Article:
Golden Age Mystery

The Golden Age of mysteries is usually considered the 1920s and 1930s, although the style was written at least as early as 1911; the term can also refer to later-written mysteries which follow the same formulas and style.

Certain conventions and clichés were established that limited any surprises on the part of the reader to the details of the plot and, primarily, to the identity of the murderer. The majority of novels of that era were "whodunits", and several authors excelled, after misleading their readers successfully, in revealing the least likely suspect convincingly as the villain. There

The Mysterious Affair at Styles (Hercule Poirot, #1)
Strong Poison (Lord Peter Wimsey, #5)
Death on the Nile (Hercule Poirot, #16)
Whose Body?  (Lord Peter Wimsey, #1)
The Murder of Roger Ackroyd (Hercule Poirot, #3)
The Nine Tailors (Lord Peter Wimsey, #9)
Murder on the Orient Express (Hercule Poirot, #9)
The A.B.C. Murders (Hercule Poirot, #12)
Peril at End House (Hercule Poirot, #7)
And Then There Were None
The Man in the Brown Suit (Colonel Race, #1)
Murder at the Vicarage
A Man Lay Dead (Roderick Alleyn #1)
The Body in the Library
Gaudy Night (Lord Peter Wimsey, #10)

Most Read This Week

Murder by the Book: Mysteries for Bibliophiles
Bodies from the Library: Lost Classic Stories by Masters of the Golden Age
Miraculous Mysteries
Two-Way Murder
Deep Waters: Murder on the Waves
Blood on the Tracks: Railway Mysteries
A Surprise For Christmas: And Other Seasonal Mysteries
The Story of Classic Crime in 100 Books

Related Genres

Ngaio Marsh
It's like one of those affairs in books," said Bailey disgustedly."Someone trying to think up a new way to do a murder. Silly, I call it." "What do you say, Roper?" said Alleyn. "To my way of thinking, sir," said Sergeant Roper, "these thrillers are ruining our criminal classes. ...more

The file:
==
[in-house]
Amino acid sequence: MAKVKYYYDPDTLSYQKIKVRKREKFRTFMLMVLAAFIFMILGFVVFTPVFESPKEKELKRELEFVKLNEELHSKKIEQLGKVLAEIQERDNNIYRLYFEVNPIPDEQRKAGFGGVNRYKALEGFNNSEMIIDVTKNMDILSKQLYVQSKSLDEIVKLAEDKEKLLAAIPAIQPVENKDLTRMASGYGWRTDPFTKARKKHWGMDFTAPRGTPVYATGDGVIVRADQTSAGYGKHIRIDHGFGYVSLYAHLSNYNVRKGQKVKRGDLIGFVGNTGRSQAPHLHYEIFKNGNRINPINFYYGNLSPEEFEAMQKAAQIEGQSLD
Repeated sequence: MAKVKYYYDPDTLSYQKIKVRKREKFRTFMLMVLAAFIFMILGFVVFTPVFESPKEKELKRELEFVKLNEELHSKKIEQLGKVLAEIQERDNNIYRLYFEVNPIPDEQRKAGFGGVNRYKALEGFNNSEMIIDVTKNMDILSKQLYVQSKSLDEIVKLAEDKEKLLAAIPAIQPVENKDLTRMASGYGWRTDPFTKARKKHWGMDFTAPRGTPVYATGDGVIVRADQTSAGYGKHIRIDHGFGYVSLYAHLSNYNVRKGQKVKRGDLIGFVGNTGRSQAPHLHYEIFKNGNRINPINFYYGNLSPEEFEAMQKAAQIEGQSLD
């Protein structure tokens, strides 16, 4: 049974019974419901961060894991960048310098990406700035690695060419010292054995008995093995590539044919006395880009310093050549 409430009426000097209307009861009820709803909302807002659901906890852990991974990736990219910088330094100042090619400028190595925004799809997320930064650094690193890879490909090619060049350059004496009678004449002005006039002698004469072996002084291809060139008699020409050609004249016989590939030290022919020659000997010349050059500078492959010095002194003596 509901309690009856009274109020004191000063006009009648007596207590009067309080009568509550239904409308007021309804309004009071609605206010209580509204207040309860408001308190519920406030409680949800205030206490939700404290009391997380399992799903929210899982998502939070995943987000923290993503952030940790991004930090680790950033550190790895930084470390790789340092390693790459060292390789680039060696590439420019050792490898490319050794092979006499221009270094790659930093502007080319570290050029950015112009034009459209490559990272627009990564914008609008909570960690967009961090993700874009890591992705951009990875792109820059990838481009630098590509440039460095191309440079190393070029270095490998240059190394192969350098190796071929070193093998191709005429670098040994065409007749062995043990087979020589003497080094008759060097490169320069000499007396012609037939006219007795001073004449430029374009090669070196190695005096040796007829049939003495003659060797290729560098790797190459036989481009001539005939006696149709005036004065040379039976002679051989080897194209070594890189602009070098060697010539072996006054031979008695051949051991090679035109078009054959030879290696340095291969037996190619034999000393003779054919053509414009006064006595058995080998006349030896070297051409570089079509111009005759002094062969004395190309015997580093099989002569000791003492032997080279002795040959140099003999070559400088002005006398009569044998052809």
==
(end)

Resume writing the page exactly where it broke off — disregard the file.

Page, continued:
Ngaio Marsh, Overture to Death

Georgette Heyer
To start with, I know that the General didn't get on with his son, but seemed to prefer his nephew; I know that he disapproved violently of Miss de Silva, and behaved towards her with unparalleled cruelty." "How much?" interrupted Dinah. Harding replied with perfect gravity: "No absinthe, no shower in her bathroom..." "Did she tell you all that?" said Dinah. "Don't you think she's rather good value?" "Yes, but she wastes my time. ...more
Georgette Heyer, The Unfinished Clue

More quotes...
Appointment With Agatha We are reading and discussing all of Agatha Christie's full-length novels, one per month in orde…more
265 members, last active 4 hours ago


Tags contributing to this page include: golden-age-mystery, golden-age-mysteries, and mystery-golden-age